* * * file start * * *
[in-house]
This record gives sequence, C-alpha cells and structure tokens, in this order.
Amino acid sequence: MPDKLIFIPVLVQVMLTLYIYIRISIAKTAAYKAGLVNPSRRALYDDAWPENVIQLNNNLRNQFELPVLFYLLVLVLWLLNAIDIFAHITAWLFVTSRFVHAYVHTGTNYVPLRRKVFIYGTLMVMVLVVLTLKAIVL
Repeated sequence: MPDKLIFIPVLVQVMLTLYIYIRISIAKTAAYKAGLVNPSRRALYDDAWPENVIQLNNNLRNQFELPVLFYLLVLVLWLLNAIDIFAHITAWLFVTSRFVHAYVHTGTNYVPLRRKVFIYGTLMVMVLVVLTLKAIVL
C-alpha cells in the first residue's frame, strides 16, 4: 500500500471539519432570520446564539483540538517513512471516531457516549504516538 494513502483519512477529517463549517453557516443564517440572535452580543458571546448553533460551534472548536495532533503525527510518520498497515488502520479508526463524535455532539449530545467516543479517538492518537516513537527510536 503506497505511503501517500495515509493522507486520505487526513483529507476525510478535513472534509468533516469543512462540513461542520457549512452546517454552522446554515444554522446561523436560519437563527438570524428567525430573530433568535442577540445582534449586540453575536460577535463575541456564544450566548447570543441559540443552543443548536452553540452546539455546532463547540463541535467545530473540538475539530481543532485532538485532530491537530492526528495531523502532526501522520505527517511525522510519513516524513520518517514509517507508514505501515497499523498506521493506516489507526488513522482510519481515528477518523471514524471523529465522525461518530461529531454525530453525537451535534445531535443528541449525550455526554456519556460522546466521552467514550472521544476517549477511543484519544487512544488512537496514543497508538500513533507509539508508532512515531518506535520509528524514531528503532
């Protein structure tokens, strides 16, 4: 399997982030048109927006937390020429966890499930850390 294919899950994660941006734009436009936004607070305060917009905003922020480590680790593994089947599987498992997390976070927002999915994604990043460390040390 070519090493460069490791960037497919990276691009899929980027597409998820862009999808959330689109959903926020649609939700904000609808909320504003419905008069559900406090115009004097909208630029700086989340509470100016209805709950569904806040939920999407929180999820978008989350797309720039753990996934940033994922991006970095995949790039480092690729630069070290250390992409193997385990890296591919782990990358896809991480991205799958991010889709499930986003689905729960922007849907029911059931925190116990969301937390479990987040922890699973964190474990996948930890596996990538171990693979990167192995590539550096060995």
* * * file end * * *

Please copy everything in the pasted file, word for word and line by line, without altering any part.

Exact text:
[in-house]
This record gives sequence, C-alpha cells and structure tokens, in this order.
Amino acid sequence: MPDKLIFIPVLVQVMLTLYIYIRISIAKTAAYKAGLVNPSRRALYDDAWPENVIQLNNNLRNQFELPVLFYLLVLVLWLLNAIDIFAHITAWLFVTSRFVHAYVHTGTNYVPLRRKVFIYGTLMVMVLVVLTLKAIVL
Repeated sequence: MPDKLIFIPVLVQVMLTLYIYIRISIAKTAAYKAGLVNPSRRALYDDAWPENVIQLNNNLRNQFELPVLFYLLVLVLWLLNAIDIFAHITAWLFVTSRFVHAYVHTGTNYVPLRRKVFIYGTLMVMVLVVLTLKAIVL
C-alpha cells in the first residue's frame, strides 16, 4: 500500500471539519432570520446564539483540538517513512471516531457516549504516538 494513502483519512477529517463549517453557516443564517440572535452580543458571546448553533460551534472548536495532533503525527510518520498497515488502520479508526463524535455532539449530545467516543479517538492518537516513537527510536 503506497505511503501517500495515509493522507486520505487526513483529507476525510478535513472534509468533516469543512462540513461542520457549512452546517454552522446554515444554522446561523436560519437563527438570524428567525430573530433568535442577540445582534449586540453575536460577535463575541456564544450566548447570543441559540443552543443548536452553540452546539455546532463547540463541535467545530473540538475539530481543532485532538485532530491537530492526528495531523502532526501522520505527517511525522510519513516524513520518517514509517507508514505501515497499523498506521493506516489507526488513522482510519481515528477518523471514524471523529465522525461518530461529531454525530453525537451535534445531535443528541449525550455526554456519556460522546466521552467514550472521544476517549477511543484519544487512544488512537496514543497508538500513533507509539508508532512515531518506535520509528524514531528503532
């Protein structure tokens, strides 16, 4: 399997982030048109927006937390020429966890499930850390 294919899950994660941006734009436009936004607070305060917009905003922020480590680790593994089947599987498992997390976070927002999915994604990043460390040390 070519090493460069490791960037497919990276691009899929980027597409998820862009999808959330689109959903926020649609939700904000609808909320504003419905008069559900406090115009004097909208630029700086989340509470100016209805709950569904806040939920999407929180999820978008989350797309720039753990996934940033994922991006970095995949790039480092690729630069070290250390992409193997385990890296591919782990990358896809991480991205799958991010889709499930986003689905729960922007849907029911059931925190116990969301937390479990987040922890699973964190474990996948930890596996990538171990693979990167192995590539550096060995």